Janine Jackson interviewed Kris Hayashi about the Supreme Court's non-ruling on trans students for the March 10, 2017, episode of CounterSpin. This is a lightly edited transcript.
Janine Jackson: Listeners may know the name Gavin Grimm, the transgender teen boy from Virginia whose case for his right to use the boys' bathroom in his high school the Supreme Court has just declined to hear. You are less likely to know the name Ciara McElveen, a New Orleans outreach worker for the homeless, or Jamie Lee Wounded Arrow, a nursing student in South Dakota, two of the at least seven trans women killed violently just so far in 2017.
The failure of institutions like the Court to prioritize the human rights of transgender people, and the daily violence committed against them, might seem like two separate, if related, stories. But maybe it's really only one story, about continued resistance to accepting transgender people, including kids, as fully human, deserving of inclusion and protection.
We're joined now by Kris Hayashi, executive director of the Transgender Law Center. He joins us by phone from Oakland. Welcome to CounterSpin, Kris Hayashi.
Kris Hayashi: Thank you for having me.
When media headlines reported that the Trump White House's retraction of the Obama administration's guidance around the rights of transgender students in public schools, when the headlines said that meant those rights were "rescinded" or "revoked," they were just wrong, and it seems important to make clear that that kind of move doesn't change the law, no matter what anybody says.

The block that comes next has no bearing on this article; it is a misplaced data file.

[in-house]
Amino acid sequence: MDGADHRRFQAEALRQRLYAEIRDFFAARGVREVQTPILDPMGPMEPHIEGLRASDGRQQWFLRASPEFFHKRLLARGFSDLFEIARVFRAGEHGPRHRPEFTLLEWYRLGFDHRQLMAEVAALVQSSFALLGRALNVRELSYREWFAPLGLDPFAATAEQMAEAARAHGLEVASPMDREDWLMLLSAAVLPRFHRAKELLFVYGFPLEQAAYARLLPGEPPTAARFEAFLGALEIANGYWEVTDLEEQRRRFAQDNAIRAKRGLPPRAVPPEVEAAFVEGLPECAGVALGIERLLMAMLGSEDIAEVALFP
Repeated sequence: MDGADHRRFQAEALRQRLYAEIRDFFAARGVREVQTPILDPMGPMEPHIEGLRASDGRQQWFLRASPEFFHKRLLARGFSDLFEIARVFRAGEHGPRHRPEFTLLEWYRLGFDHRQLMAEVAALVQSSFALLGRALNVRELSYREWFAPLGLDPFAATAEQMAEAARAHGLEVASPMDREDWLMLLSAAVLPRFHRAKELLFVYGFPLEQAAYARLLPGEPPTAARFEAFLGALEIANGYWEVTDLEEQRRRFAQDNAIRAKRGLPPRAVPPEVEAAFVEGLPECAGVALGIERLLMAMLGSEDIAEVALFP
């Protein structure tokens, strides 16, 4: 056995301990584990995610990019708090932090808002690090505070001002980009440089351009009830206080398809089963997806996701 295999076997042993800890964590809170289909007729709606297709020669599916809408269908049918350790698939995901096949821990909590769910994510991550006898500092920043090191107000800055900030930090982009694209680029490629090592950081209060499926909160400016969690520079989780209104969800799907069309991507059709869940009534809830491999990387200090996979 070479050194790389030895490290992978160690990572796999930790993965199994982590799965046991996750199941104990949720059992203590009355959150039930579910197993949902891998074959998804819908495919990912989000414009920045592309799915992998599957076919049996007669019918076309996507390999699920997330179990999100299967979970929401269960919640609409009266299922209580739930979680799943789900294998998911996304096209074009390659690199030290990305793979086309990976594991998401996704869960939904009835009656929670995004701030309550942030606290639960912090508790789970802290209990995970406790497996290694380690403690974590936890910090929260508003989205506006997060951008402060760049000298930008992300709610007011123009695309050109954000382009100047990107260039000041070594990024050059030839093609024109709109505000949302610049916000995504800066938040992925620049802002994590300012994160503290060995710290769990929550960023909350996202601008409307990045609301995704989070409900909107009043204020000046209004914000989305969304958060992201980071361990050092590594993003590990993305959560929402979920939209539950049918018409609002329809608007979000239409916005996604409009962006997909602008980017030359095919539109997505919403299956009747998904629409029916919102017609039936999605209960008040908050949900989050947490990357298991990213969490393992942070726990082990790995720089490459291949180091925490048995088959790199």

But it's also the case that a decision like the one the Supreme Court just made on Gavin Grimm, that kind of thing can still have an effect, can't it? I wonder what's your response, in particular to the Court's decision.
Absolutely. I mean, I think it's important to be clear that both the Trump administration's rescinding of the guidance a few weeks ago and the Supreme Court's decision not to hear Gavin Grimm's case and to send it back down to the Fourth Circuit -- none of those changed the fact that the law is firmly on the side of transgender students, and that transgender students are protected from discrimination under the law in this country. However, it is very true that both the rescinding of the guidance, coupled with the Supreme Court's decision not to hear Gavin's case, really sends a very clear message to transgender students that this new administration does not value them and will not protect their rights. I think it also sends a really clear message to school districts around the country that this new administration will not hold them accountable to the law.
And for transgender young people, who already face violence and harassment on the streets and in their schools, even though transgender students are protected under the law from discrimination, we hear stories all across the country from transgender students who continue to face discrimination and harassment in their schools simply for who they are. And the actions of the administration just send such a clear message to young people, who are already facing harassment, that this administration does not value them and will not protect their rights.
The Transgender Law Center just filed a friend-of-the-court brief on behalf of some groups that work with trans students and families. And I think there's a value to showing it as being about family, after all, and saying, these aren't "controversies," they're kids. And I think media could use that re-centering too.
Absolutely. And I would also say that it's absolutely important to hear the voices and stories of transgender students themselves, and their families, all across the country. And it's also true that there are transgender young people all across the country who are also incredible leaders and organizers and who are fighting for their rights in their schools and in their communities, speaking out at rallies and protests, making public statements, that transgender young people themselves are also taking action and standing up for their rights.